Republicans are inching ever-closer to taking control of the state Senate, but appear to simply not have the push to take hold of the state House, according to current vote tallies across the state.
The graphic above is a snapshot of a spreadsheet I put together this morning (and into this afternoon) that shows the makeup of the 2010 Legislature and what it will look like in 2011.
As of 1:40 p.m. today, Republicans were basically one more seat away from taking the Senate. That could happen as at least two Democratically-held seats are threatened with flipping to the GOP.
In the House, Republicans needed 13 and don’t have even half that, according to my analysis.
What does it mean for us in Whatcom County?
Well, without a Republican majority in the House, our two new state representatives, Jason Overstreet and Vincent Buys (we’re assuming that Buys will pull out a victory with this post) will be freshman legislators in the minority.
If the state Senate doesn’t end up going GOP, state Rep. Doug Ericksen, now senator-elect for the 42nd District, will be a freshman legislator in the other chamber.
Western Washington University political science professor Todd Donovan said that the loss of Rep. Kelli Linville and Sen. Dale Brandland, and a switch by Ericksen to the state Senate, won’t necessarily be debilitating for our 42nd delegation.
“Everyone has to sort of rebuild the relationships with whose down there,” he said. “But the personal connections that county executive or mayor would have with somebody who writes the budget, those are gone.
“If the Republicans are in the majority, though, your ability to serve the constituents are much greater than if you’re in the minority,” Donovan said.
I spoke with Ericksen this afternoon about his thoughts on the changing landscape of the 42nd district in Olympia. How will a lack veteran legislators affect this area’s considerable clout?
“Any time you lose a long-time member you do lose some impact in certain ways,” Ericksen said. “There’s an impact, but I think in a new legislature and new environment, that impact won’t be significant.”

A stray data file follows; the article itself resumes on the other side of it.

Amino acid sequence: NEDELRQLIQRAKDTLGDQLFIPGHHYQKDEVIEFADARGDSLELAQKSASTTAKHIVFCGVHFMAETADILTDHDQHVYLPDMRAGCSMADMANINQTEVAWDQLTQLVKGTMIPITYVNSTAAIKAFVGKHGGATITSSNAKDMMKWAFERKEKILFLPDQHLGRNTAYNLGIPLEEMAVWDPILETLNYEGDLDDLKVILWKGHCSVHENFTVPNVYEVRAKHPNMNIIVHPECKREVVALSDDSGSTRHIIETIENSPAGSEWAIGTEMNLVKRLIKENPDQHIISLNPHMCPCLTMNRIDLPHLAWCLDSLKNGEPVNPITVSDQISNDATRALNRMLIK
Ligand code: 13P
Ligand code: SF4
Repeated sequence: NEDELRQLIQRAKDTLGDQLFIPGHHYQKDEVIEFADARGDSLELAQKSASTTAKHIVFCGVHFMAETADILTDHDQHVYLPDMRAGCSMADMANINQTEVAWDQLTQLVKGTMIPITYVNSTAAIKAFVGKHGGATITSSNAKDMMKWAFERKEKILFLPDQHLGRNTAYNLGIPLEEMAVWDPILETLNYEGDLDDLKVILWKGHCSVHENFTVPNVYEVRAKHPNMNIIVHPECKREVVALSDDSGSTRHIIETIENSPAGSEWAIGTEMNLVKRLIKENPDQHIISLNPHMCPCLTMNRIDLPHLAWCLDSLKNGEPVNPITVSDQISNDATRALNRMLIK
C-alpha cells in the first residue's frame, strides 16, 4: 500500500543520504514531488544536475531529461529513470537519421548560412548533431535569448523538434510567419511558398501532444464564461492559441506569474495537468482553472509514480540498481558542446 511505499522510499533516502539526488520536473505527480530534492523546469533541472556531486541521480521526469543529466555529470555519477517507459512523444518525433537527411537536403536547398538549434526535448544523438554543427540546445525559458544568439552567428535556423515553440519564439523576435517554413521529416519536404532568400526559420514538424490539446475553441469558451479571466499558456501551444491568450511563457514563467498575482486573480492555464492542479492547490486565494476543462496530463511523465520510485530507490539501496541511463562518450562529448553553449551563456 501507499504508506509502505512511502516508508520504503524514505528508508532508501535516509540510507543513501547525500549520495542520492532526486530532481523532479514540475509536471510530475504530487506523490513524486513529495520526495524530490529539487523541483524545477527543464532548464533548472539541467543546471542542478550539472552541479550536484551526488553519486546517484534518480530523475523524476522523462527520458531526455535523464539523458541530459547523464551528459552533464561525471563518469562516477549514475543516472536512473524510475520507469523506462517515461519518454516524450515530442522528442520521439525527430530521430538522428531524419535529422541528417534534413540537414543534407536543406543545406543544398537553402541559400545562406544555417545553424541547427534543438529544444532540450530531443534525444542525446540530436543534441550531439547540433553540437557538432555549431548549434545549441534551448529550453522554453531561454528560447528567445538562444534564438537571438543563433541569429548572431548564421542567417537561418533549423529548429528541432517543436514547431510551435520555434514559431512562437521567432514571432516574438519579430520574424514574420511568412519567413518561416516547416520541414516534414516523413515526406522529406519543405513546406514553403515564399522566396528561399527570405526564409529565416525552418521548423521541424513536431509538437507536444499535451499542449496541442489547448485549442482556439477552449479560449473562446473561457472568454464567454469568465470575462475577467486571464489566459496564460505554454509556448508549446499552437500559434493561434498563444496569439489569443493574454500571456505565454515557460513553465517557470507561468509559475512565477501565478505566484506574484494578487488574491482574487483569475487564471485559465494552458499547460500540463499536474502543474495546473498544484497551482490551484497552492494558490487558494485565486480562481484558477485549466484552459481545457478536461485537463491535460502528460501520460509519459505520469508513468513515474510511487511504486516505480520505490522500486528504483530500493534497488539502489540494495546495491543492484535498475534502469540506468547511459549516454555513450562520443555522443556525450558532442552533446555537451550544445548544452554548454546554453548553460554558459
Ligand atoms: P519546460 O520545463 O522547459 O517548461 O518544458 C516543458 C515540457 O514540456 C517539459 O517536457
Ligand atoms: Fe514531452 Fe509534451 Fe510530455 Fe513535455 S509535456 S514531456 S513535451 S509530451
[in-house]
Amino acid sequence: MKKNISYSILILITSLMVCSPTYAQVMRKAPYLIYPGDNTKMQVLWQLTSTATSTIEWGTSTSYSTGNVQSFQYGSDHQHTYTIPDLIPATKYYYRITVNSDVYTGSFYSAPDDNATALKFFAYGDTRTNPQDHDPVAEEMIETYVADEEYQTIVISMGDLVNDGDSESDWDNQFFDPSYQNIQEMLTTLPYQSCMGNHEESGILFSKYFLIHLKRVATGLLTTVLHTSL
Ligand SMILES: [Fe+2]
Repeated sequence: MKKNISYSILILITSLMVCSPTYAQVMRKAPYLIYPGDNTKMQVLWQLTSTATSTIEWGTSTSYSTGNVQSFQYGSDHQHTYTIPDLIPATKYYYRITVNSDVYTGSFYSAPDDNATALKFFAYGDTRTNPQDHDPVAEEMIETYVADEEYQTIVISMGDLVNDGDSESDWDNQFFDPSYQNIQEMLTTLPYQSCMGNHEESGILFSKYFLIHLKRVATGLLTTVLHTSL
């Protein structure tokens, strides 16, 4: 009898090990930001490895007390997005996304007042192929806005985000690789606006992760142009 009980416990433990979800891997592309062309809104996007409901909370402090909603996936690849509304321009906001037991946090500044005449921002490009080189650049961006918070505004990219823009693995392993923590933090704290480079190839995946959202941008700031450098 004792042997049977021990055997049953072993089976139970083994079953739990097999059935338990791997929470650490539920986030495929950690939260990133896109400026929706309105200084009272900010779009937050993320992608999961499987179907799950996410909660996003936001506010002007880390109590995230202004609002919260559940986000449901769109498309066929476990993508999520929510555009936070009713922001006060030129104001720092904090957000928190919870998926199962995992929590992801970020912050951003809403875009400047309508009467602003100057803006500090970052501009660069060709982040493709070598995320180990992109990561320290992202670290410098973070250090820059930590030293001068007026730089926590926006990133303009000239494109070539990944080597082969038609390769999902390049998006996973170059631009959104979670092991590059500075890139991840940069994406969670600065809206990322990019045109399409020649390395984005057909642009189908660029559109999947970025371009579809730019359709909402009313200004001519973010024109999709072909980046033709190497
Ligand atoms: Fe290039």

Ericksen said that one major aspect, also, is the sheer amount of turnover in both parties this election. Not only will there be new Republicans heading to the capital, there are new Democratic faces replacing retiring politicos.
And, now that voters have reinstituted the two-thirds majority requirement for any new tax increase, the mindset of the Legislature overall will be different with closer majorities for both caucuses.
“You can’t peel off a few legislators to pass a tax increase in the budget,” he said of the change.
Back to the chart:
The look was done with the common theory in mind that conservative voters tend to trend upward with their votes closer to Election Day. It’s historically the theme in Whatcom County, but it is not simply a local phenomenon.
Now, one other thought I’ve had this election is, that, while historically since we went all-mail balloting conservatives turn their ballots in later — there is a chance it may not happen this time.
My working theory on that is because conservative voters were so motivated and energized this time around that they actually got their ballots in quickly because they were excited for their version of “change” to take place, as it were. If this is the case, then the voting trends likely would simply remain level and not much new will come of it.
All in all, the voting doesn’t seem likely to go to the way of Democrats who are behind by perhaps a small margin. In other places, like here, Rep. Kelli Linville isn’t even behind by just a small margin, but actually quite a healthy one for Republican challenger Vincent Buys versus an incumbent.
But we shall see.